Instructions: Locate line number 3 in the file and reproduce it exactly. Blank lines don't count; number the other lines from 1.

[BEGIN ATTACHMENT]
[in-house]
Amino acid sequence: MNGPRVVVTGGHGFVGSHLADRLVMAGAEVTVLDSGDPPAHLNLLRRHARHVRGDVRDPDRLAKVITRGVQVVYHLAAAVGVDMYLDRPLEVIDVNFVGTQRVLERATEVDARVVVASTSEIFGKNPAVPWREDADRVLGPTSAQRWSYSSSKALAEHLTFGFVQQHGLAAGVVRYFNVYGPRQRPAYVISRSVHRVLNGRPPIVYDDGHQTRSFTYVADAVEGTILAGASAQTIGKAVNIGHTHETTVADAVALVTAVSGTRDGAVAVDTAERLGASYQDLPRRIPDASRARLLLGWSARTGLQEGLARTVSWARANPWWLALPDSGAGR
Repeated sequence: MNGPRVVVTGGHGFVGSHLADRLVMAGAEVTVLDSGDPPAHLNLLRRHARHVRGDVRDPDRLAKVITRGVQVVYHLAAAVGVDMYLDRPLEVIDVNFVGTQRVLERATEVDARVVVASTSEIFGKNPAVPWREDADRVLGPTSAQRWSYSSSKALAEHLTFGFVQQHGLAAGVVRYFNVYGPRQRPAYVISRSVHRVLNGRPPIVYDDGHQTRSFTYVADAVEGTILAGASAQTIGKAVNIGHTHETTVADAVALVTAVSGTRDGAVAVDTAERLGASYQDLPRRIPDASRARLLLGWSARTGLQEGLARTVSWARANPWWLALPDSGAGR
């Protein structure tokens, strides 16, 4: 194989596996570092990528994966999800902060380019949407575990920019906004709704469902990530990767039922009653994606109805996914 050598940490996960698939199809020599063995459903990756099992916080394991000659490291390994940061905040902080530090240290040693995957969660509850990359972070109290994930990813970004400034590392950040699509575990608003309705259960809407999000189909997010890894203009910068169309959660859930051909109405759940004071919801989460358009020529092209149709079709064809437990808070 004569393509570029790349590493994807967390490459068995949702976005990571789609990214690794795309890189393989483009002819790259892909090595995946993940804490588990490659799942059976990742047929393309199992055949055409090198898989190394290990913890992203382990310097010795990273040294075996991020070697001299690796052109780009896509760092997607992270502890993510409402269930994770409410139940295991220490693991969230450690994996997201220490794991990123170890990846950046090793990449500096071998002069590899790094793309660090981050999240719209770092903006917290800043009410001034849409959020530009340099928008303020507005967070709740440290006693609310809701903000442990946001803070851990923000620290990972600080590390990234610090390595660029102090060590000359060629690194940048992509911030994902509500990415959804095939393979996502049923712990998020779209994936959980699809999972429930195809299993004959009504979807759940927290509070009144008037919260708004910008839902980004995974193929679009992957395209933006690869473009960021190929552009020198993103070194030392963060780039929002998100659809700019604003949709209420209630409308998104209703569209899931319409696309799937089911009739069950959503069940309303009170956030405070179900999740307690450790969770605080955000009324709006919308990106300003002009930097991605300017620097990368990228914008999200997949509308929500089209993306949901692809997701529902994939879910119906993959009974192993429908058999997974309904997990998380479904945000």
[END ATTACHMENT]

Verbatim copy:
Repeated sequence: MNGPRVVVTGGHGFVGSHLADRLVMAGAEVTVLDSGDPPAHLNLLRRHARHVRGDVRDPDRLAKVITRGVQVVYHLAAAVGVDMYLDRPLEVIDVNFVGTQRVLERATEVDARVVVASTSEIFGKNPAVPWREDADRVLGPTSAQRWSYSSSKALAEHLTFGFVQQHGLAAGVVRYFNVYGPRQRPAYVISRSVHRVLNGRPPIVYDDGHQTRSFTYVADAVEGTILAGASAQTIGKAVNIGHTHETTVADAVALVTAVSGTRDGAVAVDTAERLGASYQDLPRRIPDASRARLLLGWSARTGLQEGLARTVSWARANPWWLALPDSGAGR